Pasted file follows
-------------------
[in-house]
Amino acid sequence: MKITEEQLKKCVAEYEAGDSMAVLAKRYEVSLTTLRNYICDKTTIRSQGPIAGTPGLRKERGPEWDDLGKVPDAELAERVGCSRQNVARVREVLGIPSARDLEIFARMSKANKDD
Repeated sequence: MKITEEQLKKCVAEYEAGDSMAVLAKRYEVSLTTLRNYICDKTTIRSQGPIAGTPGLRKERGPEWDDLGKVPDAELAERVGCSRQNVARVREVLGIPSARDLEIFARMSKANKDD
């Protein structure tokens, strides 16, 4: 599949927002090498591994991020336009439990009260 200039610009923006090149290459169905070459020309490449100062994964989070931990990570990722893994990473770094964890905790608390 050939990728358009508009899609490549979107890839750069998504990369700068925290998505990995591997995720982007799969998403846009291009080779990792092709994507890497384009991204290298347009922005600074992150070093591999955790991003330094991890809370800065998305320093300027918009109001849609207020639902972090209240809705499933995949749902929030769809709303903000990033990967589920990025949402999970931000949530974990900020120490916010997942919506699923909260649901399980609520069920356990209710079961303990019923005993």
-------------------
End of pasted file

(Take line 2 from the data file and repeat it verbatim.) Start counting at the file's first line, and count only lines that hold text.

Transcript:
Amino acid sequence: MKITEEQLKKCVAEYEAGDSMAVLAKRYEVSLTTLRNYICDKTTIRSQGPIAGTPGLRKERGPEWDDLGKVPDAELAERVGCSRQNVARVREVLGIPSARDLEIFARMSKANKDD